#Editorial

Good Morning Mr. President: Mandatory facemask wearing

Oct 19, 2020, 11:14 AM

Mr. President, now that your government has decided to relax almost all the restrictions that were put in place to fight the COVID-19 pandemic, it is now left for the populace to follow the WHO preventive measures and health protocols, by compulsory wearing of face mask, cleaning of hands and environments.

COVID-19 is here to stay and we should learn to live with it in The Gambia like any other disease.

Mr. President, Government has done its part but should always step in when things are getting out of hand again. 

This is how the whole world is handling the pandemic and trying to move forward. Implementing some of the good measures put in place will allow the economy to restart gradually, although people need to remain vigilant and respect the WHO measures. As it is done in other parts of the world, failure to respect these measures should attract heavy punishments and fines.

Mr. President, now that you have opened all borders of the Gambia; land, air and sea, it will be wise to also consult with the Senegalese government concerning the reopening of all borders because The Gambia is surrounded by Senegal on all three sides except the coast of the Atlantic Ocean. 

This will be vital for both states as both countries should work together to combat the spread of the virus within their respective borders. Both countries have made tremendous progress in reducing the transmission rate of the virus with a significant drop in the number of the new infections and the number of deaths among patients. 

Mr. President, despite the reopening of the borders, the health authorities and security must continue to be vigilant to ensure that there is no second wave. People travelling to and from the country should be advised to continue wearing masks and observe social distancing where possible.

A rapid COVID-19 testing of passengers who arrive without a negative test result especially at the borders should be organised to avoid imported cases into the country.

Mr. President, the Senegalese High Commissioner, Basirou Sene, has told The Point that "Senegal's borders are still closed and anyone travelling from The Gambia to Senegal still needs a clearance certificate from the Office of Senegalese High Commissioner with a COVID-19 negative test certificate too."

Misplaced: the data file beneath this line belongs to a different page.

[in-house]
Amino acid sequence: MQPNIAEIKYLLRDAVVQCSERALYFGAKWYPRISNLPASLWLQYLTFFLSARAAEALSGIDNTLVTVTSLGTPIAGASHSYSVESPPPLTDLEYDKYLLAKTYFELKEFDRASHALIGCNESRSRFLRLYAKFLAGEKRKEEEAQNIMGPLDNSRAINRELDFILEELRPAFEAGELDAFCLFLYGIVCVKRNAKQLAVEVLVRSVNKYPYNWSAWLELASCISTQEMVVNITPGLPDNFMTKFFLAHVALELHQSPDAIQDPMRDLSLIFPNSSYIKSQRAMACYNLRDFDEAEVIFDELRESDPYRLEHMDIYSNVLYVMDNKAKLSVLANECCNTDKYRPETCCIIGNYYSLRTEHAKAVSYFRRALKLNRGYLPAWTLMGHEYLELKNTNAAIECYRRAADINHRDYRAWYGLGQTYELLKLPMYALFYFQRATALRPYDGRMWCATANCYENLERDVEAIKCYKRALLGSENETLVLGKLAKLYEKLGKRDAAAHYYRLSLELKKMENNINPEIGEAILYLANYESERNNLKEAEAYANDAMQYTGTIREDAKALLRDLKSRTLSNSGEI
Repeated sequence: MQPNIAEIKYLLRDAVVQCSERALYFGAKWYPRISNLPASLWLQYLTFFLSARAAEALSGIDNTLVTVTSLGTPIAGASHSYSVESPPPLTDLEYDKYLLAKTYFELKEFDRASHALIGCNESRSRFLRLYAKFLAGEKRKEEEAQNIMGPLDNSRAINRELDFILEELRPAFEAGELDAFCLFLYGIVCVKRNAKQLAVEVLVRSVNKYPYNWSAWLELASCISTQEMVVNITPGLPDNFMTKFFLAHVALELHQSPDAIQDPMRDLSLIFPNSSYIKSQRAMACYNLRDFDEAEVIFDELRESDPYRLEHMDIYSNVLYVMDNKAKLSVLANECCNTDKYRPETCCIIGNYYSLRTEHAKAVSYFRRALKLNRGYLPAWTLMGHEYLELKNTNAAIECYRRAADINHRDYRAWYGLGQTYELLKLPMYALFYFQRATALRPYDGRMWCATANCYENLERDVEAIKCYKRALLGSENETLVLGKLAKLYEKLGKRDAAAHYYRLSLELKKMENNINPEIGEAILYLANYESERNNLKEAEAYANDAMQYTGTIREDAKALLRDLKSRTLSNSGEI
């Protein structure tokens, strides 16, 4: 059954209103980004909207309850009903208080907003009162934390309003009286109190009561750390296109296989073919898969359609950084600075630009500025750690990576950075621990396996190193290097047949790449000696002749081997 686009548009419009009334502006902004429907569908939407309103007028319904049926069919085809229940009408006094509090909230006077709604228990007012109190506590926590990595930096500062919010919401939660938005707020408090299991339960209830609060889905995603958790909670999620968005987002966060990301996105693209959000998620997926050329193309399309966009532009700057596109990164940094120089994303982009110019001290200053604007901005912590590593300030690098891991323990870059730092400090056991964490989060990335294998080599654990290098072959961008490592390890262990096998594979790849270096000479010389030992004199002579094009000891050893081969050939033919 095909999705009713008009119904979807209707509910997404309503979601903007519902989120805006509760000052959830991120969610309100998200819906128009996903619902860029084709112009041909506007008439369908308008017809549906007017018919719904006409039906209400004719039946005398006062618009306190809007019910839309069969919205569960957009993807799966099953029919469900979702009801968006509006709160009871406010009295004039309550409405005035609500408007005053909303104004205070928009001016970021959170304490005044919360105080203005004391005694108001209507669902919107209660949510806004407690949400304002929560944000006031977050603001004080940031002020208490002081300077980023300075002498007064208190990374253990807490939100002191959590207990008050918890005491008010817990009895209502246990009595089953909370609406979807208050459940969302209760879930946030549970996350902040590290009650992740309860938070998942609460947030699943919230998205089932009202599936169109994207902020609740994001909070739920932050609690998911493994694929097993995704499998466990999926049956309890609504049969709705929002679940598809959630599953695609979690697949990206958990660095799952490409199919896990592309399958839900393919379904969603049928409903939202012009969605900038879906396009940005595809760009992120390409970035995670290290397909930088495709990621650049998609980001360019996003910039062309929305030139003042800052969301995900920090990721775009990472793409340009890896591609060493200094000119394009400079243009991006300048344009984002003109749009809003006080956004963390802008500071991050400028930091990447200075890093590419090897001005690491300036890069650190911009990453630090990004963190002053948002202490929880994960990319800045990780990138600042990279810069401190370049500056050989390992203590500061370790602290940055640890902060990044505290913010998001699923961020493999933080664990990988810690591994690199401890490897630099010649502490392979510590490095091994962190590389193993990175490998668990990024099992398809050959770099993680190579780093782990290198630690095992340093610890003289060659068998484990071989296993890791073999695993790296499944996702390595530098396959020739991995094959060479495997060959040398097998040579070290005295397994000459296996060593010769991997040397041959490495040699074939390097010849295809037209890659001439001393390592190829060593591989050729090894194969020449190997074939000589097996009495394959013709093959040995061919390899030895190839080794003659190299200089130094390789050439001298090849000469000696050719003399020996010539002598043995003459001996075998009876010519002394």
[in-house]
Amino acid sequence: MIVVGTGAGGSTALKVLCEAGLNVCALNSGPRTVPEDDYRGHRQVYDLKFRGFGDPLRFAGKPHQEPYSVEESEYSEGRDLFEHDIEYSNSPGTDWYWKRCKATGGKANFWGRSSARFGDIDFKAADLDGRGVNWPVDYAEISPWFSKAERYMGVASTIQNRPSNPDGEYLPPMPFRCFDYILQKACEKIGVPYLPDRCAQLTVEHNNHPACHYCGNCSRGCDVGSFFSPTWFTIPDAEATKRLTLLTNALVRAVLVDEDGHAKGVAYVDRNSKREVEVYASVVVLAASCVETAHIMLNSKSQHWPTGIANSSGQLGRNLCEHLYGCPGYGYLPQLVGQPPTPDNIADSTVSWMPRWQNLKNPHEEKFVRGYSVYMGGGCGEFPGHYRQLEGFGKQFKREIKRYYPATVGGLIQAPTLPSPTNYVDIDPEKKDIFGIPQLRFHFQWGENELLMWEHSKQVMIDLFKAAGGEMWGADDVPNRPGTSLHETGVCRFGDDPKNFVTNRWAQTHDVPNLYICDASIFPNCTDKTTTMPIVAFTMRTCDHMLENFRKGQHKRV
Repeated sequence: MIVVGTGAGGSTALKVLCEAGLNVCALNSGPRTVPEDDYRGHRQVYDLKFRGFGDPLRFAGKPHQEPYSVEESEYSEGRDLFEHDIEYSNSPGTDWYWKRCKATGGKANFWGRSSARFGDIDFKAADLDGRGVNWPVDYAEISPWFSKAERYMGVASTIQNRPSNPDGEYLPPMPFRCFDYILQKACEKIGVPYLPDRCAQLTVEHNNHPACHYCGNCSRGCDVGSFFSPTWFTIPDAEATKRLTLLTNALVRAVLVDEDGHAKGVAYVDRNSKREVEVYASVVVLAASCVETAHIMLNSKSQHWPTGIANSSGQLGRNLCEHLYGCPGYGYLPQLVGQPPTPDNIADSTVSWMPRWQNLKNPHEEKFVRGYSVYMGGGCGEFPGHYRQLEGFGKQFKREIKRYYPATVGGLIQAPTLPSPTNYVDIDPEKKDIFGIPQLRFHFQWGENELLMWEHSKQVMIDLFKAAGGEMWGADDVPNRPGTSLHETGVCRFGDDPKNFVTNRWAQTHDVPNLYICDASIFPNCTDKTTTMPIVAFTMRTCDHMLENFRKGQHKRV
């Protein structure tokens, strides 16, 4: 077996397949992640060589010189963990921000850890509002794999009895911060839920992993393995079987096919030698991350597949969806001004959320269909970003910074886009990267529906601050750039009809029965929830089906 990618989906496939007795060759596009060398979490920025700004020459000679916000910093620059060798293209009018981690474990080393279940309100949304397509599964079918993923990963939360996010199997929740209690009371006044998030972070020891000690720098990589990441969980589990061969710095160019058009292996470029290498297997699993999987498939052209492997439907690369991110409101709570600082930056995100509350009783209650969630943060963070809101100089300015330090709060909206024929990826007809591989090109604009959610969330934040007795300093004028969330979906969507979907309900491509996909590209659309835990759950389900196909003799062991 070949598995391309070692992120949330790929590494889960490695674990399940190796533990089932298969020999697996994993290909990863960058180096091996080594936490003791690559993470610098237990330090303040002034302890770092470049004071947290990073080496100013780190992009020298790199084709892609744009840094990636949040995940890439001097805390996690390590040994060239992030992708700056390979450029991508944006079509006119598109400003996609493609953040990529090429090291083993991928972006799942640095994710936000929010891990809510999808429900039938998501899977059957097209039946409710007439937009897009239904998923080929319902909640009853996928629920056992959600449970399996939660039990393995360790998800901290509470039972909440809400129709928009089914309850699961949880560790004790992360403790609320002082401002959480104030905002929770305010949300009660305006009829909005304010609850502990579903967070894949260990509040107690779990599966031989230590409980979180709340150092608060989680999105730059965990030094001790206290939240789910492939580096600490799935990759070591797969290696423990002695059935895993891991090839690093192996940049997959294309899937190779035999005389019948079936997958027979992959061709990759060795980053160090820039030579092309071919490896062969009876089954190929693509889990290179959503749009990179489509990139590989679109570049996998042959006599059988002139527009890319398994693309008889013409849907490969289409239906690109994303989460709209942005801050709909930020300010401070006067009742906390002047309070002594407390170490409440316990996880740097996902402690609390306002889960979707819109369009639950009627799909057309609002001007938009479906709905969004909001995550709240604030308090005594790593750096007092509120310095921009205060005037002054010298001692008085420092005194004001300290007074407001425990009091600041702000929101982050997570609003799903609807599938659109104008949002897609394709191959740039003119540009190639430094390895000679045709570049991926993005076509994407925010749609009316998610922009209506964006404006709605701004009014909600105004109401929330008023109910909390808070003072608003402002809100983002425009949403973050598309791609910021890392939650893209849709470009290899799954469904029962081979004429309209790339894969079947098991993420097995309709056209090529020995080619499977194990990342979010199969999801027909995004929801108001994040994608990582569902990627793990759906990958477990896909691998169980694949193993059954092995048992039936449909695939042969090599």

He further stated that he "only learnt of Gambia’s reopening of land and sea borders from the press release sent to the media outlets. “I was not officially informed by the Gambian authorities," he claimed.

Mr. President, by 28 October 2020, all schools will be reopened. We wish to remind your government and transport authorities of the problems commuters face on the highway.

It should be made clear that transport fares are returned to the normal fare hence vehicles are carrying full trips and drivers should also stop charging 3 fares (times) for  one destination.

Your government should also work on getting more school buses for school children to reduce the burden on the highway.

Mr. President, the conditions of the roads in the Greater Banjul Area i.e Independence Drive being the main road leading to the capital city, Westfield-Serrekunda – Tipper Garage Highway, Sanchaba new road, and Brikama main road and many more roads which are not mentioned here are very bad. These roads are impassable. 

The quality of these roads should also be emphasised especially with this year's heavy down pour. Good quality roads are not constructed in the Gambia. Roads only last for about two years or less before they start deteriorating. Emphasis must be placed so that good and durable roads are constructed.

Finally Mr. President, Government should give road construction contracts to the right people for better outputs. 

We have put up with all these low quality i.e inferior work for far too long; now we want durability.


Good day!

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